S. headquarters and a large studio in New York City, News Corporation enlisted the help of Mayor Rudolph Giuliani's administration to pressure Time Warner Cable to transmit Fox News on a city-owned channel. City officials threatened to take action affecting Time Warner's cable franchises in the city. During the September 11, 2001 attacks, Fox News was the first news organization to run a news ticker on the bottom of the screen to keep up with the flow of information that day; the ticker has remained, informing viewers about additional news which reporters may not mention on-screen and repeating news mentioned during a broadcast. FNC maintains an archive of most of its programs; this archive includes Fox Movietone newsreels. Licensing for the Fox N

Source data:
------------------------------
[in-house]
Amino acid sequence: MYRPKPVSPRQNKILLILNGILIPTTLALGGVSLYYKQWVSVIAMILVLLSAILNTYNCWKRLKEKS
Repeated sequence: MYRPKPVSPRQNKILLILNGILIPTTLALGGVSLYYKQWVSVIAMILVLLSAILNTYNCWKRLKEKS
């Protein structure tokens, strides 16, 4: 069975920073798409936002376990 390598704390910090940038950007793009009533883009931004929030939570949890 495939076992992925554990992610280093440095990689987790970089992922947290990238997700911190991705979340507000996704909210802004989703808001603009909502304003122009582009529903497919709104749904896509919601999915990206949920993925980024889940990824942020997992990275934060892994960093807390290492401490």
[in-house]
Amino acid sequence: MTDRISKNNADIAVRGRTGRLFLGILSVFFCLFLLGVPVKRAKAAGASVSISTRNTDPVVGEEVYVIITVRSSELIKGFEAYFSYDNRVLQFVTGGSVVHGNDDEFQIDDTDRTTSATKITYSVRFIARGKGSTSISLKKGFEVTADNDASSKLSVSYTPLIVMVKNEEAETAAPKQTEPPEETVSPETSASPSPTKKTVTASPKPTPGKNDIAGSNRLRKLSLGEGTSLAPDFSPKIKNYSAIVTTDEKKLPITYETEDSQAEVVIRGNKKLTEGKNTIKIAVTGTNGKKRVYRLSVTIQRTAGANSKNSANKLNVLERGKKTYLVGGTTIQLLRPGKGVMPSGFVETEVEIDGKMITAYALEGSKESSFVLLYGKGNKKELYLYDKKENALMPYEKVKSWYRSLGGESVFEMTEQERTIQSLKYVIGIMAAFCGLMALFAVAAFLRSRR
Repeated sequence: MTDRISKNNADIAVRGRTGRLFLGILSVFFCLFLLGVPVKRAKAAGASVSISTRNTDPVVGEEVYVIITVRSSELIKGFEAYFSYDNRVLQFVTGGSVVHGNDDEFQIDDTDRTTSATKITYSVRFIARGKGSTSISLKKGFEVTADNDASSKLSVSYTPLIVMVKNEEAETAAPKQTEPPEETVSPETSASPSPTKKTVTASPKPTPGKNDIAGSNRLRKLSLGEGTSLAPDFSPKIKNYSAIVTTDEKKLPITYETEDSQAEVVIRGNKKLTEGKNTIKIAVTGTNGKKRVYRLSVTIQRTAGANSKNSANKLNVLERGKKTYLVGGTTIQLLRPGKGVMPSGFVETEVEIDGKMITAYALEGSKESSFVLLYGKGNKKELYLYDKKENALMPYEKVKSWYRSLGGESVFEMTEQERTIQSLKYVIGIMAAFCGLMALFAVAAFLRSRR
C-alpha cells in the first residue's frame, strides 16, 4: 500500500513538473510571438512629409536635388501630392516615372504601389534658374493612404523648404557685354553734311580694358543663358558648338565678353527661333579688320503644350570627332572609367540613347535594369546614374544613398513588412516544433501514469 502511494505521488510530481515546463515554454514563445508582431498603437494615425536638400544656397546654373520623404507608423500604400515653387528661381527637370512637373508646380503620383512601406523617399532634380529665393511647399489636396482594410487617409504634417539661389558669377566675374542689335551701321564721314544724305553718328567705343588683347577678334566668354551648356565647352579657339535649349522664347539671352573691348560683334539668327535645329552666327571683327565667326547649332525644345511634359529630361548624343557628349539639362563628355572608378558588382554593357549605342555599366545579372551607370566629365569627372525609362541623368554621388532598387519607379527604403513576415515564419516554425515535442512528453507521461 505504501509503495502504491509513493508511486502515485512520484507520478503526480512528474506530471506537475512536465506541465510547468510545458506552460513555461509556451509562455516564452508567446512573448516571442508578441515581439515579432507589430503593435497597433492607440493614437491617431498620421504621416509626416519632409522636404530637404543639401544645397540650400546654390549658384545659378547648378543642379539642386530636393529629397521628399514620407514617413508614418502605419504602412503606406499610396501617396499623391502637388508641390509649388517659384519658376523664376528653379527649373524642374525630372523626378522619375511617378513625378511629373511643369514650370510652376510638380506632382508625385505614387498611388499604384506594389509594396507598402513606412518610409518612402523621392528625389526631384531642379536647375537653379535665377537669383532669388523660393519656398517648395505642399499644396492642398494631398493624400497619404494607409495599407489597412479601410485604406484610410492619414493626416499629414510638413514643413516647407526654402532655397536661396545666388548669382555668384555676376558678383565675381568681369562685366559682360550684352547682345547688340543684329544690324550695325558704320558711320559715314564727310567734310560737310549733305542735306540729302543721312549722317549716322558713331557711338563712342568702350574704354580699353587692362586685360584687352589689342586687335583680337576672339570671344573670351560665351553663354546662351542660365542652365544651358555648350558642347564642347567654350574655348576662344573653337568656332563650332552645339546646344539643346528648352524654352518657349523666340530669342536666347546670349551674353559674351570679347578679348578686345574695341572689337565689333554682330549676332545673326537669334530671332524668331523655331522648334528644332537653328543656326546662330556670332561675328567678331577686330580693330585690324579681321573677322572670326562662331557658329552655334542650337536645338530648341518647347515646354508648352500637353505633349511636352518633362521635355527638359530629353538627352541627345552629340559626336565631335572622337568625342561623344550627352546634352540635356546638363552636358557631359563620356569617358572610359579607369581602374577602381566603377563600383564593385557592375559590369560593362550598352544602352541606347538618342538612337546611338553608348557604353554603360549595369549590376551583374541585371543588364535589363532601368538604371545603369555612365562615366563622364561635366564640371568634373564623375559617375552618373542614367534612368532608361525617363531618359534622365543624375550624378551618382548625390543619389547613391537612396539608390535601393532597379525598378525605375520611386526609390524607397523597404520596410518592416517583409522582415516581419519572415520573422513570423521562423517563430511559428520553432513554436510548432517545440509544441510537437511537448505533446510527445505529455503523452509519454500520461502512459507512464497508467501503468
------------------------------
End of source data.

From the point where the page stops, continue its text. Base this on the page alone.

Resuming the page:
The Berkeley Marina is the westernmost portion of the city of Berkeley, located west of the Eastshore Freeway at the foot of University Avenue on San Francisco Bay. Narrowly speaking, "Berkeley Marina" refers only to the city marina, but in common usage, it applies more to the surrounding area. There are a hotel and a yacht club in the Berkeley Marina. There are several walking and bicycle paths; the area is accessible from the rest of Berkeley by foot or bike over the Berkeley I-80 Bridge at the foot of Addison Street, is traversed near Interstate 80 by a segment of the San Francisco Bay Trail. In addition, it is the western terminus of AC Transit Route 51B on select trips only; the easternmost portion of the Marina, running parallel to I-80/580, is now a part of the Eastshore State Park. The Berkeley Marina was part of the open waters of San Francisco Bay; the original shoreline ran. The area was filled in over the years. In 1909, the City built a municipal wharf at the foot of University Avenue, used for freight.